The Yangtze River originates from the Dangla Mountain of the Tibetan Plateau. Water from the glacier and the melting snow of the mountain flows into a river called Tuotuo, the source of the Yangtze River. From there, it flows eastward for 6300 km across 11 provinces, autonomous regions, and municipalities i.e. Qinghai, Tibet, Sichuan, Yunnan, Chongqing, Hubei, Hunan, Jiangxi, Anhui, Jiangsu, and Shanghai, before finally emptying into the East China Sea. It is the longest river in China, and the third longest on Earth.
The five rivers, including Qumar River, flow into another called “Tongtian,” which is called “Jinsha” when it flows past Yushu County in Qinghai. The section starting from Yibin in Sichuan is called “Yangtze” or “Chang.” The Yangtze River, along its entire length, absorbs about 700 rivers of different lengths and widths, among which the Minjiang River, Jialing River, Wujiang River, Yuanjiang River, Xiangjiang River, Hanjiang River and the Ganjiang River are very famous. Covering an area of 1.8 million square kilometers that takes up 1/5 of the country’s total area, the river has an annual total flux of 1,000 billion cubic meters into the ocean.
The river is a landscape painting that portrays China, and the most beautiful part of this painting is the Three Gorges. From Poti (Baidicheng) of Sichuan on the west, to Nanjin Pass of Yichang County in Hubei, the total length of the gorges is 193 kilometers. As one of the ten most breath-taking gorges of China, this site is also one of the country’s top ten tourist destinations. The gorges are Qutang Gorge, Wu Gorge, and Xiling Gorge.
Qutang Gorge is 8 km long. Famous for its majesty and the steep cliffs that run down both its sides, it is less than 100 m wide at its narrowest part and no more than 150 m wide at its widest part. Wu Gorge is 45 km long and famous for its tranquil sceneries. Xiling Gorge is 76 km long and famous for its complex geography, twisting rivers, and torrential waters.
The Three Gorges also nurture a rich local history and culture. The ape man of “Wu Mountain” left traces here millions of years ago, and the mountain gave birth to the ancient Ba culture. Over thousands of years, the area developed a unique culture. Its rich cultural content includes historical sites and relics, folk culture and local folk customs, myths and histories, and ancient poems. Its historical sites include Fengdu Ghost Town, also known as “the birthplace of Chinese divine tunes;” Fengjie Poti (Baidicheng), which has inspired countless Chinese poets; Zigui Qu Yuan Temple, the former house of Qu Yuan (one of the world’s four greatest cultural figures); and cliff coffins.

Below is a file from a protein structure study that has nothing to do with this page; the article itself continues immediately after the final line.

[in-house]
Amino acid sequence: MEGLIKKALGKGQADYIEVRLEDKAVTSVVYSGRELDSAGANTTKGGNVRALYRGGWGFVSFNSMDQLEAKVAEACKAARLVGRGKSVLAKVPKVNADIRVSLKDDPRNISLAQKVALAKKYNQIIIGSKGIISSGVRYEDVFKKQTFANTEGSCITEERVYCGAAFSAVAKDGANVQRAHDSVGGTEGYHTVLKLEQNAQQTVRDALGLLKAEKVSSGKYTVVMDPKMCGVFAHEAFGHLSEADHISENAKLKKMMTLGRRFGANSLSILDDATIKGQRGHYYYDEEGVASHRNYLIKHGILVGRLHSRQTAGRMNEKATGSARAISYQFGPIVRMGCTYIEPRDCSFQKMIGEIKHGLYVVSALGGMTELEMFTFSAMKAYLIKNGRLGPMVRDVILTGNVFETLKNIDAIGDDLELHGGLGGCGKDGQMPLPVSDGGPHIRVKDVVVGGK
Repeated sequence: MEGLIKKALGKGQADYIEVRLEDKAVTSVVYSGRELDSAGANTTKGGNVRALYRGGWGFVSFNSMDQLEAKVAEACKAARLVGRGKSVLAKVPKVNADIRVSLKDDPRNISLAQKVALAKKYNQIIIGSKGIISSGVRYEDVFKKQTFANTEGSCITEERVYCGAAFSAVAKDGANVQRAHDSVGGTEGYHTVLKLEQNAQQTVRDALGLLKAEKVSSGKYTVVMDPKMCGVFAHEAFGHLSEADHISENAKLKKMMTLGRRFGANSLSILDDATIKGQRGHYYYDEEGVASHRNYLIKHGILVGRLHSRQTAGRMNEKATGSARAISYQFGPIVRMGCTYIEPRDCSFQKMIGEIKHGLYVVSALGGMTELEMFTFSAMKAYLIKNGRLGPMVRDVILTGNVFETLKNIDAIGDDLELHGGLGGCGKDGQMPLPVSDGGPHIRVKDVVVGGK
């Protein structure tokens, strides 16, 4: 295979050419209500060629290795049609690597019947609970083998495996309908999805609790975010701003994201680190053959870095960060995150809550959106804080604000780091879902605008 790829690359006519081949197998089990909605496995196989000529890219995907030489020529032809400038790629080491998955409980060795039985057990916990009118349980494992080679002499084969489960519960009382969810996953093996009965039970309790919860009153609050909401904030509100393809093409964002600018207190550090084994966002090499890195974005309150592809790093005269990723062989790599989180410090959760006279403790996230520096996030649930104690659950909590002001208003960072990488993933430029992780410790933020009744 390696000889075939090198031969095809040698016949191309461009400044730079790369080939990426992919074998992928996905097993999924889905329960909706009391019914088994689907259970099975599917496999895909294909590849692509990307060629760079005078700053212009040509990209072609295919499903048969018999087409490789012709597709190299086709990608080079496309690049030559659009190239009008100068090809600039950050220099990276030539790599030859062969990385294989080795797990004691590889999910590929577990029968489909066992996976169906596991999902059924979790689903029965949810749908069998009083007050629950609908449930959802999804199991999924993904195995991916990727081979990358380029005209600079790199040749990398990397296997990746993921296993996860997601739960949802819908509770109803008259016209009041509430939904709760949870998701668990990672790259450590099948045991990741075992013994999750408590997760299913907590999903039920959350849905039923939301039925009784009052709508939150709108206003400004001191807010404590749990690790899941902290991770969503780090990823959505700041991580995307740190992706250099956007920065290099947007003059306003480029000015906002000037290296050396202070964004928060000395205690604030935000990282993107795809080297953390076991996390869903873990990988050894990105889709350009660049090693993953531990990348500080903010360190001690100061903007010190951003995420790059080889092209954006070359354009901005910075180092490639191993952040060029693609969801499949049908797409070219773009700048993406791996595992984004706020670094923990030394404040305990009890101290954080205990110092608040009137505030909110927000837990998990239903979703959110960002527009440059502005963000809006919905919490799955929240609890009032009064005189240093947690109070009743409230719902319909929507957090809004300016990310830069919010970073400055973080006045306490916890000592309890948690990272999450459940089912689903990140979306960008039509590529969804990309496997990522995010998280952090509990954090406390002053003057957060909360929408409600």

Folklore is popular in the Three Gorges area, particularly the tales about the Three Kingdoms. Well-known characters such as Zhuge Liang, Guan Yu, Zhang Fei, Liu Bei, and Sun Quan are all mentioned in local narratives. Moreover, poets and other literary figures such as Qu Yuan, Li Bai, and Su Shi, all contributed ever-lasting lyrics for the gorges.
In the past, the Yangtze River fed the nation’s economy and it continues to be the country’s economic engine. Economically, the Yangtze River region is China’s most developed region. No other place in the country attracts this much business inside and outside it. Its gross industrial and agricultural output value takes up almost 50% of the nation’s whole, making it the most promising and prosperous economic zone in the 21st century.
The Three Gorges site has an extraordinary reserve of water power. The dam located there is by far the world’s biggest hydro-electric power station. Its 17-year long construction started on Feb. 4th 1994 was completed in 2009. Its installed gross capacity is 17.68 million kilowatt and has an annual electricity generation of 84 billion kilowatt-hour, ranking it No.1 in the world.
Moreover, the river has a “golden waterway” that stretches for 80,000 km (branches included), making Yangtze a critical artery of the country’s water transportation. Its traffic volume takes up 80% of the total of China’s inland rivers.
Myth of the Wu Mountain Goddess Shen Nv
The Wu Gorge of the Three Gorges is named after Wu Mountain, which has a well-known peak called the Goddess Peak (Shen Nv Peak), in relation to whom there is an ancient myth.
A long time ago, there lived Xi Wang Mu, Mother of the West, in the Heaven Palace. She had a daughter Yao Ji, whose elegance and kind heart won ardent love from her parents. But her mother had forbidden her to leave her home in Yao Lake.
With nothing to counter the boredom that came with the limitation her mother had imposed, Yao Ji resorted to enjoying stories told by her sisters about how beautiful man’s world was. It fascinated her and she dreamt of visiting the world below.
One day, Yao Ji and some of her sisters secretly left Yao Lake. They flew out of the South Heaven Gate, took the propitious cloud to the East China Sea and watched the blue ocean and the burning sunrise. Yao Ji fell in love with the world of man, with its wonderful sceneries and peaceful life.
After viewing the sea, they went on along the Yangtze River to the Three Gorges. Suddenly the sky began to roar, and dark clouds gathered: an evil dragon had appeared, bringing a storm to the Three Gorges. The narrow passage of the gorge was not capable of bearing such heavy rain. A disaster seemed imminent.
Seeing the dragon, Yao Ji fought against the beast with her magic powers. The dragon was injured and fled, never to come back again.
Yao Ji, worried about the narrow passage of Wu Gorge and fearing that the water might harm people, found herself unable to leave the Gorges and decided to stay there forever. She stayed at the top of Wu Mountain day and night, showing directions to the passing ships. And as time went by, her body turned into the Goddess Peak.
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